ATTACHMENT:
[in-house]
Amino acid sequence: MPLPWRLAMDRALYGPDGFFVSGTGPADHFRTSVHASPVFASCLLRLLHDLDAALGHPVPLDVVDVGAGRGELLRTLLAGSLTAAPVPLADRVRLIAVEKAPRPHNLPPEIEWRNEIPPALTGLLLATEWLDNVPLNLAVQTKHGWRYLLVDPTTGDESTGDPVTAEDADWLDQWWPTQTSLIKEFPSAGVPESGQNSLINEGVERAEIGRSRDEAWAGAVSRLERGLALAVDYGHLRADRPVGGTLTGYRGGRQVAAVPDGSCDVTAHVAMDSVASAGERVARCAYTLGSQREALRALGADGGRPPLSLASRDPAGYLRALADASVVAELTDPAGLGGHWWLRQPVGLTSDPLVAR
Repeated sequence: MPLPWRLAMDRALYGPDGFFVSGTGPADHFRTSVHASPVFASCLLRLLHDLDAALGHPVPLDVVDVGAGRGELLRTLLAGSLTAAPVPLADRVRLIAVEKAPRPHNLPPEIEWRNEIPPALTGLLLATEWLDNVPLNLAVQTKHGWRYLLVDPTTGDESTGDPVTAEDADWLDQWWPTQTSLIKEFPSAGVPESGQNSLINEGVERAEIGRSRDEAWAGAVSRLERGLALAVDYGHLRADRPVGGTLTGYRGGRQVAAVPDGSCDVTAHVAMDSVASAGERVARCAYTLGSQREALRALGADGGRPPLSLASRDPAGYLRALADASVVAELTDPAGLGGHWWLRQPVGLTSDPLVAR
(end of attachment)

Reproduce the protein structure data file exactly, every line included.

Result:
[in-house]
Amino acid sequence: MPLPWRLAMDRALYGPDGFFVSGTGPADHFRTSVHASPVFASCLLRLLHDLDAALGHPVPLDVVDVGAGRGELLRTLLAGSLTAAPVPLADRVRLIAVEKAPRPHNLPPEIEWRNEIPPALTGLLLATEWLDNVPLNLAVQTKHGWRYLLVDPTTGDESTGDPVTAEDADWLDQWWPTQTSLIKEFPSAGVPESGQNSLINEGVERAEIGRSRDEAWAGAVSRLERGLALAVDYGHLRADRPVGGTLTGYRGGRQVAAVPDGSCDVTAHVAMDSVASAGERVARCAYTLGSQREALRALGADGGRPPLSLASRDPAGYLRALADASVVAELTDPAGLGGHWWLRQPVGLTSDPLVAR
Repeated sequence: MPLPWRLAMDRALYGPDGFFVSGTGPADHFRTSVHASPVFASCLLRLLHDLDAALGHPVPLDVVDVGAGRGELLRTLLAGSLTAAPVPLADRVRLIAVEKAPRPHNLPPEIEWRNEIPPALTGLLLATEWLDNVPLNLAVQTKHGWRYLLVDPTTGDESTGDPVTAEDADWLDQWWPTQTSLIKEFPSAGVPESGQNSLINEGVERAEIGRSRDEAWAGAVSRLERGLALAVDYGHLRADRPVGGTLTGYRGGRQVAAVPDGSCDVTAHVAMDSVASAGERVARCAYTLGSQREALRALGADGGRPPLSLASRDPAGYLRALADASVVAELTDPAGLGGHWWLRQPVGLTSDPLVAR